Entering the field of teaching English requires a sound command of the language, a TESOL certification, and an unwavering motivation to turn other people's aspirations into reality. This career path, although rewarding, does also pose potential challenges that you might need to face. Let's explore some of the key advantages and disadvantages of a TESOL career.
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Upon obtaining your TESOL certification, a world of teaching opportunities opens up for you. Whether your dream is to teach English by a tropical beach or in a bustling metropolis like Tokyo, Milan, or Rio, the choice is yours. The flexibility offered when teaching English allows you to shift destinations whenever you feel like a new challenge or a change of scenery.
While TESOL allows you to design your lifestyle, it can also be a financially rewarding profession. Certain countries offer attractive salaries that enable you to save significantly. Additional perks like free accommodation, reimbursed airfares, and cash bonuses are commonplace. Some countries even offer tax-free living, which will further increase your savings. Regardless of where you choose to teach, you can expect a comfortable lifestyle with sufficient funds to fully explore your new environment.
Also read: How much can I earn teaching English abroad?
Teaching English abroad promises a wealth of unforgettable experiences. You will engage with diverse groups of people in and outside the classroom, navigating different challenges that foster personal and professional growth. Living in a new country will present daily adventures and extraordinary opportunities that will make your TESOL journey anything but monotonous.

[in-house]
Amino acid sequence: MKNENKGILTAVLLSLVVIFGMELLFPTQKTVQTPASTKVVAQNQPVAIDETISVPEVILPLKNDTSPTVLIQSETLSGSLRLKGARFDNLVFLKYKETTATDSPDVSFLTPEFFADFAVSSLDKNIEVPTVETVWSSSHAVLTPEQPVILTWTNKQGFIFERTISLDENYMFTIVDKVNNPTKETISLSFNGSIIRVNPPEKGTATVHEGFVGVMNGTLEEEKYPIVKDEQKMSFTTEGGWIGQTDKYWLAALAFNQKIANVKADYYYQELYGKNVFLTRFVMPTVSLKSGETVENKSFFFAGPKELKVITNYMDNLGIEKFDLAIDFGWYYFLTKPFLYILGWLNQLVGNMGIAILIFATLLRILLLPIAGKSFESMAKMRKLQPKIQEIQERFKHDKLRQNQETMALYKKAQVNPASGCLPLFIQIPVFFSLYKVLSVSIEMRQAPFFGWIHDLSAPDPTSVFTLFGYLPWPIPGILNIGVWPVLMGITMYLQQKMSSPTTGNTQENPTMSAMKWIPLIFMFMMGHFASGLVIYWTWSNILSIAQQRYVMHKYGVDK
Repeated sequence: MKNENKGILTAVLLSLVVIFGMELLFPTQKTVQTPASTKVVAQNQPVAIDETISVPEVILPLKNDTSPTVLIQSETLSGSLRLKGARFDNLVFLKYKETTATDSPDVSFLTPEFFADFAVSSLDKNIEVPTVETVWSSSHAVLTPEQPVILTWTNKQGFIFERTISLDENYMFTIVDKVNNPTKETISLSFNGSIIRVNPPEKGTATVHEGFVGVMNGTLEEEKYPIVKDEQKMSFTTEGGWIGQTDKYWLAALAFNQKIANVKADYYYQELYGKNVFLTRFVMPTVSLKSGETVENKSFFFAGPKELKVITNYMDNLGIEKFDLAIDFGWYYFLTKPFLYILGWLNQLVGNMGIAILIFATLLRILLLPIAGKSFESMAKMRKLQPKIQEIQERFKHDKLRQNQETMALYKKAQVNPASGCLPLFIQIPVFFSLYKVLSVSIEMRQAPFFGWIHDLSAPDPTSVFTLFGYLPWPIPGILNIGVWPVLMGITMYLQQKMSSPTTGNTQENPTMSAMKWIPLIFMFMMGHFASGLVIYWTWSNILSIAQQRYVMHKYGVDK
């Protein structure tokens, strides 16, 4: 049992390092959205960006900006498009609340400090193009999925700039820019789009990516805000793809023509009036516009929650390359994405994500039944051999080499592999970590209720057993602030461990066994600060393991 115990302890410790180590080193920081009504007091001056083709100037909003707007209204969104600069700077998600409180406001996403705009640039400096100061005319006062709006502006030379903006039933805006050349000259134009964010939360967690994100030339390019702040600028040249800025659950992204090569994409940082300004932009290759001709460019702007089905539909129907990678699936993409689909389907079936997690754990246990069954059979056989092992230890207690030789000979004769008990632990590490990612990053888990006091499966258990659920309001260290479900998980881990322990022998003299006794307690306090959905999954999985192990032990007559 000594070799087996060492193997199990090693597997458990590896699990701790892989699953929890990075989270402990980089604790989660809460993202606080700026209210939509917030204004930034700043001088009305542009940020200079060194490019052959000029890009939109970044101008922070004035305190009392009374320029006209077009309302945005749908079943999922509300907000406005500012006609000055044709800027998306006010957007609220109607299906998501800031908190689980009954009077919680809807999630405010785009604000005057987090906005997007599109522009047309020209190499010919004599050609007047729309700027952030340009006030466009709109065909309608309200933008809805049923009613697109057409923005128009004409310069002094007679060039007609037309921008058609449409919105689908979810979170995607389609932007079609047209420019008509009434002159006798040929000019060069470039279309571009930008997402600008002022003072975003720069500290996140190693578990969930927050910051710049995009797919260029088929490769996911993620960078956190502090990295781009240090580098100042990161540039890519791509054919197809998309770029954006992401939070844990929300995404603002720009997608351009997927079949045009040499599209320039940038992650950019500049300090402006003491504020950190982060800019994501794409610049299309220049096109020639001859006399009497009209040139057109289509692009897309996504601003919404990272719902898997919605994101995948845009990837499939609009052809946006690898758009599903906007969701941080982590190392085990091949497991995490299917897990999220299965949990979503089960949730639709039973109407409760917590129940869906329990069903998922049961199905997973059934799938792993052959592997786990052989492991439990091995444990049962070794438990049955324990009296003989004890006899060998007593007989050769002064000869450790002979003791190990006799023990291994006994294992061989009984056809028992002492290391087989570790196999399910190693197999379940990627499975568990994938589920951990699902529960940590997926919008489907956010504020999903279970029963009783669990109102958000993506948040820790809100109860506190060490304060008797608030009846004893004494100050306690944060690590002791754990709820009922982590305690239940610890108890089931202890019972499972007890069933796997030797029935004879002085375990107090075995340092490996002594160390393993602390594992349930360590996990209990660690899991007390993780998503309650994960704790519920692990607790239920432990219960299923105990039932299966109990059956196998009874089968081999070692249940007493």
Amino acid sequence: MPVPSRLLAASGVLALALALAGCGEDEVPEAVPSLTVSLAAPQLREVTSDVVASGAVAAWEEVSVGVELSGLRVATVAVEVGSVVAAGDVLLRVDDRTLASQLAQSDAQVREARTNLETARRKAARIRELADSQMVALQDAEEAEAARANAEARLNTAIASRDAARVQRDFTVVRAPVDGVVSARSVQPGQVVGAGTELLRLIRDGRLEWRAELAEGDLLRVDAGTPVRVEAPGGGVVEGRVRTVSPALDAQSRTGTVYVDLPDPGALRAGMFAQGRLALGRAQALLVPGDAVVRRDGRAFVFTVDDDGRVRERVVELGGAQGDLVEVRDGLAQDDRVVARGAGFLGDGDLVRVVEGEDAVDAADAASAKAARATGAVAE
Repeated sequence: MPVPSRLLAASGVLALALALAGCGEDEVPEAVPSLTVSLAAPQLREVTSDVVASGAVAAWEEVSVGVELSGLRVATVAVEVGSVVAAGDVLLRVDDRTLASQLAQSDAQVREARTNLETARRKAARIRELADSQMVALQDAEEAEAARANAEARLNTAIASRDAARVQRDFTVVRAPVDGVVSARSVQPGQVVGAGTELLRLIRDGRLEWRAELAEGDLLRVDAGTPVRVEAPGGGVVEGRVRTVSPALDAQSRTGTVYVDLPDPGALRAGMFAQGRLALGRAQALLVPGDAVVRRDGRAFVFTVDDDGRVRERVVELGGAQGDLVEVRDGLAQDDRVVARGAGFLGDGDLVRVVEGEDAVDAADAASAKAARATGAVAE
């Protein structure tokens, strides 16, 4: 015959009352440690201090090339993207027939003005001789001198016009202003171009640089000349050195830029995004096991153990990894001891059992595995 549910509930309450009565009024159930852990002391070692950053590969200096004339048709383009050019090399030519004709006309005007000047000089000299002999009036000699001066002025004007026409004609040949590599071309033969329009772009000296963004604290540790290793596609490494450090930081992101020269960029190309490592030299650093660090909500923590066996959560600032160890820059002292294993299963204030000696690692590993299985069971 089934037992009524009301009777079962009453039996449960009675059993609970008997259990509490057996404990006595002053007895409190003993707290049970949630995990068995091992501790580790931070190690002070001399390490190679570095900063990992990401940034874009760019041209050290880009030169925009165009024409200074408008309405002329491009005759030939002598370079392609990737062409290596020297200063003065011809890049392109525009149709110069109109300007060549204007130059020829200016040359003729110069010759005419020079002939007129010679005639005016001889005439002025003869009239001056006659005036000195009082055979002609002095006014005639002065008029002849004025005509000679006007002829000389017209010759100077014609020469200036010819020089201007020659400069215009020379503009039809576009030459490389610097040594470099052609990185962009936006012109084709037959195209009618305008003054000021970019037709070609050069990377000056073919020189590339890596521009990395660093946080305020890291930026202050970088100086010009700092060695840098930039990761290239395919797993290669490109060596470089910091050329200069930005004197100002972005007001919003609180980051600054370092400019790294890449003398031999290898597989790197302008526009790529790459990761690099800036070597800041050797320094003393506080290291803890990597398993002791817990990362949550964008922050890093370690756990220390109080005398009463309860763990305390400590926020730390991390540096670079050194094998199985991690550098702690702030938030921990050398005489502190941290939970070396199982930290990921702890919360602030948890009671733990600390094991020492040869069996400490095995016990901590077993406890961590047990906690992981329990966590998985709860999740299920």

The TESOL journey provides a unique platform to form lasting friendships. You will collaborate with other international teachers and local staff, fostering a sense of camaraderie. This sense of community can help you adapt and truly thrive in your new environment.
However, despite these numerous benefits, there are a few potential drawbacks to consider.
Leaving behind your familiar surroundings, family, and friends can be tough, especially when settling in a foreign country where the language and customs are unfamiliar. The initial few weeks may bring feelings of loneliness as you adjust to your new life and work routine. However, with time, you should become more comfortable with the local language, cultivate new friendships, and start reaping the benefits of your overseas adventure.
Relocating and starting a new job often entails dealing with a significant amount of paperwork, which can be overwhelming. Securing visas and work permits typically involve interacting with immigration departments, which can be exhaustive. However, many employers help streamline this process by either handling the paperwork themselves or providing assistance.
Unfortunately, discrimination may be a reality in certain parts of the world. Teachers from certain ethnicities may be favored over others, non-native English speakers may face biases, older teachers may find obtaining a work permit challenging, and landlords may exploit foreign tenants. However, overcoming these hurdles can strengthen your resilience and fortitude, enabling you to confidently face future challenges.
While teaching English abroad can be a fulfilling experience, it is by no means an easy task. Teaching demands immense patience, effective classroom management skills, and a knack for multitasking. Besides teaching, you will be expected to prepare lesson plans, assign and grade homework, and undertake additional responsibilities. Managing energetic children, emotionally volatile teenagers, or tired adults studying after work can be challenging and stressful.
However, these potential downsides should not deter you. Teaching English abroad offers extraordinary opportunities that typically outweigh any challenges you may encounter. After an initial settling-in period, you are likely to discover that this new chapter in your life is as fulfilling and exciting as you imagined, if not more.